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DNA vaccine tattoo triggers HIV immune response

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Using a DNA vaccine could one day be as easy as applying a temporary tattoo, according to U.S. research published in Nature Materials.

DNA vaccines in animals trigger robust immune responses, but these aren't always replicated in humans, and as a consequence, there is still no DNA vaccine that is commercially available, despite a couple of decades of research. Another challenge is getting the DNA into the cell. Although techniques such as electroporation have improved delivery, this still involves a shot, and the sensation can be unpleasant or even painful.

The researchers, including a team from MIT, have created a patch of microneedles half a millimeter long, coated with multilayers of vaccine-loaded polymer film. The idea is that the patch is placed on the skin for a few minutes and then peeled off, leaving a "tattoo" of thin polymer films painlessly embedded in the skin. The polymers break down and release the vaccine DNA, with an RNA adjuvant that boosts the immune response, into the epidermis, which is populated with immune cells. The DNA tangles with the polymer as it breaks down, helping it get inside the cells.

In animal studies the DNA vaccine lasted between days and weeks, depending on the number of layers and the makeup of the polymer. In mice, the vaccine tattoo triggered immune responses against HIV similar to those of a vaccine delivered using electroporation. In cultured skin samples from nonhuman primates, the patch triggered gene expression 140-fold higher than that of a transdermal injection and enhanced the production of memory T cells. The next step is to carry out tests in nonhuman primates and then in humans.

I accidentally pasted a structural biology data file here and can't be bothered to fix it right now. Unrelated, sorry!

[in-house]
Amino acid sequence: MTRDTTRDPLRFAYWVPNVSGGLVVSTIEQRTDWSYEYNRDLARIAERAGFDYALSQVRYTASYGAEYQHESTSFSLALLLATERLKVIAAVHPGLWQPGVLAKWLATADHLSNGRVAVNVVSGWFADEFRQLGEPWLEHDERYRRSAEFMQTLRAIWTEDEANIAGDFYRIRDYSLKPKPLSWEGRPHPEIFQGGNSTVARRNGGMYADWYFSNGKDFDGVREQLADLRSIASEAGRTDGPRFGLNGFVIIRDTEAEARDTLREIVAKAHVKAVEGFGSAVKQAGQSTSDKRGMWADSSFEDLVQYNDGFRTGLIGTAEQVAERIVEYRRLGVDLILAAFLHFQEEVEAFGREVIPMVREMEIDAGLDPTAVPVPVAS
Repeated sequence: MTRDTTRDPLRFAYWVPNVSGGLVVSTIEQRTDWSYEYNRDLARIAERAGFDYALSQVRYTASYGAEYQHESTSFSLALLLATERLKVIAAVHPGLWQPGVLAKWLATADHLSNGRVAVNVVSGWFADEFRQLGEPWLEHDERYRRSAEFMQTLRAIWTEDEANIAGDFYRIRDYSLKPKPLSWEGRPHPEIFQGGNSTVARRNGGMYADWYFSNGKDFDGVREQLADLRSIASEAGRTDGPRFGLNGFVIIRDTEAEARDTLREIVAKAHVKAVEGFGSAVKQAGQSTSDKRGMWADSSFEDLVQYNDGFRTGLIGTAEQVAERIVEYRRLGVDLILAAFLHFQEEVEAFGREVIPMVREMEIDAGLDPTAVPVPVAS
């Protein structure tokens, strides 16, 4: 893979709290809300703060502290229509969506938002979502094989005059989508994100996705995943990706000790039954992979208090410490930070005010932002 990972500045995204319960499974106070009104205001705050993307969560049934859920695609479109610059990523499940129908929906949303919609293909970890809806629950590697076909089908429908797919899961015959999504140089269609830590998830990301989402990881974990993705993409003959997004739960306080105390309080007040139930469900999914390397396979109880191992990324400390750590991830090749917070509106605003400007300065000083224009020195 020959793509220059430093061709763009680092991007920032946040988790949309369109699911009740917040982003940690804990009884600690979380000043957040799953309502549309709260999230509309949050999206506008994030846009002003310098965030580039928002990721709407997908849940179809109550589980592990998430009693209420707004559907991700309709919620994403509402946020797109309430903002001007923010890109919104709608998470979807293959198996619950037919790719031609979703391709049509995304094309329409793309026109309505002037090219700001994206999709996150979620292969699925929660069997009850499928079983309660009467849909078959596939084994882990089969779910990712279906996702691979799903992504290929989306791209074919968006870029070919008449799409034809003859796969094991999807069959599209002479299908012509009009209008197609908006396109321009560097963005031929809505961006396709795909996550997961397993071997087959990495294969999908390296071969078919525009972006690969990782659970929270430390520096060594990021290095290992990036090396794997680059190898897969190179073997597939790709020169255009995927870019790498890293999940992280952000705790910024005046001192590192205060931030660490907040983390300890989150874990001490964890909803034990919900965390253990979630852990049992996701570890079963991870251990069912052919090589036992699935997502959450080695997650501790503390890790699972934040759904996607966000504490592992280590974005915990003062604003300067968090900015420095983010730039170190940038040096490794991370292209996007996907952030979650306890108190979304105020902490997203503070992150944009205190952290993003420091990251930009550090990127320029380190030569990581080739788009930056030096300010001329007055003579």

As well as successfully triggering an immune response and avoiding shots, these multilayered tattoos could be more stable than other formulations of DNA vaccine, allowing storage at room temperature. Their stability, size and weight could mean that they could be posted or couriered out quickly to areas of need in epidemics and pandemics without worrying about refrigeration. Their simplicity also means that they could be self-administered or administered by people with little specialist training.

- see the abstract
- check out the article in MITnews

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